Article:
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When using Linux, one can easily create a regular file of some size and then create a filesystem in it. How can one do the same thing when using FreeBSD?

I tried this:

root@:/tmp/test # newfs -U ~/disk
newfs: /root/disk: not a character-special device: No error: 0
newfs: no valid label found

I didn't find any relevant information on this (e.g.: "Use switch -i to allow the filesystem to be created on a regular file instead of only on a character device." on the (fairly short) man page of newfs.

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Create the file; "1g" stands for one gigabyte:

truncate -s 1g disk.img

Attach the file as a virtual memory disk; this will print the allocated device name, eg "md0":

mdconfig disk.img

Create a filesystem on that memory disk:

newfs /dev/md0

And finally mount it:

mount /dev/md0 /mnt

You can use mdconfig -lv to show currently attached memory disks. Also note that the memory disk - md0 in this case, http://http://man.freebsd.org/md - is a GEOM provider, so for all practical intents and purposes behaves as a disk. Which means, if you do an image of a physical disk, and attach that image using mdconfig(8), GEOM will automatically probe partitions, so you'll get /dev/md0p1, /dev/md0p2 etc. You can also use geli(8) to encrypt its contents, or create a zpool on them.

  • Probably worth mentioning that when the file is attached, mdconfig will, by default, output the name of the device created (without the preceding /dev), for example: md0. This is useful if you are doing the thing in a shell script. – Bob Eager Jul 8 '17 at 23:45
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Linux

Create the file.

dd if=/dev/zero of=disk.ext3 bs=1024 count=131072

Create the filesystem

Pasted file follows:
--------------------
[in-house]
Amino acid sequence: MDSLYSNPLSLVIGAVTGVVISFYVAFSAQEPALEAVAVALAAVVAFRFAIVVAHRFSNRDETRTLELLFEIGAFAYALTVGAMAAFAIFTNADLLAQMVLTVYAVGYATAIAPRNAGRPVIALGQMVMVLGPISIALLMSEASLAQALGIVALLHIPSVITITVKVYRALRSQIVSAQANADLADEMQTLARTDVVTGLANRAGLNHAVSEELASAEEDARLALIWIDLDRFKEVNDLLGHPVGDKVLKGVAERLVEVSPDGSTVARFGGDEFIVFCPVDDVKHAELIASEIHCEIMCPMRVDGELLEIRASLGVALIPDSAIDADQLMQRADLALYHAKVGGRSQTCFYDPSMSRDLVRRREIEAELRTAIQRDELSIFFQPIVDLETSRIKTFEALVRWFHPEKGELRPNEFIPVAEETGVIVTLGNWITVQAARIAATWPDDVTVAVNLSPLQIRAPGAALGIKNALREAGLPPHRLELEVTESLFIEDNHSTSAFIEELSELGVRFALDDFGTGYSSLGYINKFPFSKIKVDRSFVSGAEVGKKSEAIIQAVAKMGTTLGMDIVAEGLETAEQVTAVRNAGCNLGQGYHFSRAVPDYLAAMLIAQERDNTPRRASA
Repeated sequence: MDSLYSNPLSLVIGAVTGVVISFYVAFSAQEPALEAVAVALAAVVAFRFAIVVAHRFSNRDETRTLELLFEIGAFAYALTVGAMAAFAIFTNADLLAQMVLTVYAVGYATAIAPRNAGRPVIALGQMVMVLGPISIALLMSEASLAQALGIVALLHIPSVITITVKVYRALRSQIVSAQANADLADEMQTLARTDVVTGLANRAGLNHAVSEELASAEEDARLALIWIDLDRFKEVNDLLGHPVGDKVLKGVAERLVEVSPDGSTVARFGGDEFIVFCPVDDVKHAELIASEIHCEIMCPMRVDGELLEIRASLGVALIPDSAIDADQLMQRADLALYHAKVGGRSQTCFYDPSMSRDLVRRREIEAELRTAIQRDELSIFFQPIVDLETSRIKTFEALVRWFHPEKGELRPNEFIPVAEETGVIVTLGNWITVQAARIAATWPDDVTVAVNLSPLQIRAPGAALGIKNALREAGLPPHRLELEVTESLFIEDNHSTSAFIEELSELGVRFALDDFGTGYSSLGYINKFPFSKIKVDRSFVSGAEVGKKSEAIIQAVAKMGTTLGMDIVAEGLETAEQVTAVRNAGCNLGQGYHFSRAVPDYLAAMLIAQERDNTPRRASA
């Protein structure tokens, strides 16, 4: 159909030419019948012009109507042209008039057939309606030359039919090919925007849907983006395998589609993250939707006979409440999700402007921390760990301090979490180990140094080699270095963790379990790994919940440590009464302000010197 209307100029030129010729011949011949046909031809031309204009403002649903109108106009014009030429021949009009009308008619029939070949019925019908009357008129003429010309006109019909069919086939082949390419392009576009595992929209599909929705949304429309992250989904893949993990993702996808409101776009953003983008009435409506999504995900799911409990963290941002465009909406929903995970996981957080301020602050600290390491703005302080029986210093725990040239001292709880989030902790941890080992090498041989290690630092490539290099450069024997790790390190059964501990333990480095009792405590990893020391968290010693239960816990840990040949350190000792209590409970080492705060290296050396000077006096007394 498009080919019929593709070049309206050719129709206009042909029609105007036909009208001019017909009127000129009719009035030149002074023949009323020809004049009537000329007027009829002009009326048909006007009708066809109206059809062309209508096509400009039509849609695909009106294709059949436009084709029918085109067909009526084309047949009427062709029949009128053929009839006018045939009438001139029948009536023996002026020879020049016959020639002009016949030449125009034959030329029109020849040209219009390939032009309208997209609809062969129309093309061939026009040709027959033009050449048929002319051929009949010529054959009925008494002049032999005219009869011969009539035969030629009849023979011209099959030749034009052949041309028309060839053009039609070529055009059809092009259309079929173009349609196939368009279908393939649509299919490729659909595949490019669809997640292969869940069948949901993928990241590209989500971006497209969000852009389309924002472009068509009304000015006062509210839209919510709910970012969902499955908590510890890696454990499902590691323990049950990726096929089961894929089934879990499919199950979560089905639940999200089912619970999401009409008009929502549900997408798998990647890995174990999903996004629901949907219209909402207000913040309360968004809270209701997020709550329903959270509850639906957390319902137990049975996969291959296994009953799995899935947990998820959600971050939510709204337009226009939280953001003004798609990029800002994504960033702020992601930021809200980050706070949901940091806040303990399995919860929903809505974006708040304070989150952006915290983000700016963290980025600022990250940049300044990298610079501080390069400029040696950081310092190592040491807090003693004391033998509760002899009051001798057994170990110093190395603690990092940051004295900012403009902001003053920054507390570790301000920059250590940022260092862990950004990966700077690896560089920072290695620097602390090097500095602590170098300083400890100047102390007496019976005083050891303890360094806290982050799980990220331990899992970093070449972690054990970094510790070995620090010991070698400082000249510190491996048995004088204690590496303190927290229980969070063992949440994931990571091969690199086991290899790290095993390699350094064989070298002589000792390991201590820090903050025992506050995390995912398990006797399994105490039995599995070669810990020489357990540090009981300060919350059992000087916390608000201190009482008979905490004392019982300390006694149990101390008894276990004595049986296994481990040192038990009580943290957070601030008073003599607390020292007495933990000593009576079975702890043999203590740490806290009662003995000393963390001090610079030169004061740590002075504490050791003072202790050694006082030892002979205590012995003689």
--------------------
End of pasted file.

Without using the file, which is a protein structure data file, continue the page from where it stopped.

mke2fs disk.ext3

Mount the new file

mount disk.ext3 /mnt -o loop=/dev/loop0


FreeBSD

Create the file.

dd if=/dev/zero of=~/disk.img bs=1024 count=131072

Create the device /dev/md1

mdconfig -a -t vnode -f ~/disk.img -u 0
bsdlabel -w /dev/md0

Create the filesystem

newfs /dev/md0

Mount the new file

mount /dev/md0 /mnt

  • 1
    The questioner specifically asked how to do this on FreeBSD, not on Linux. – JdeBP Jun 23 '17 at 18:50
  • the only thing that might be lacking is mke2fs, this can be installed via "sysutils/e2fsprogs". cd /usr/ports/sysutils/e2fsprogs/ && make install clean – Jon Red Jun 24 '17 at 17:56
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    No. Your answer contains several Linuxisms and is outright wrong for FreeBSD. Badly papering over just one of the Linuxisms does not improve it. – JdeBP Jun 25 '17 at 16:24
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    Is the c after /dev/md0 intended in the 2 last occurrences? Because if I add it, I get the error message newfs: /dev/md0c: could not find special device. And I don't see why this file would exist. If I don't include the c, it seems to work. – UTF-8 Jun 26 '17 at 13:18
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    @JdeBP - dunno if the edit added the bsd info, but I like seeing how to do it on the system I'm used to (Linux) and what is new to me (the bsd) – ivanivan Jun 29 '17 at 14:21

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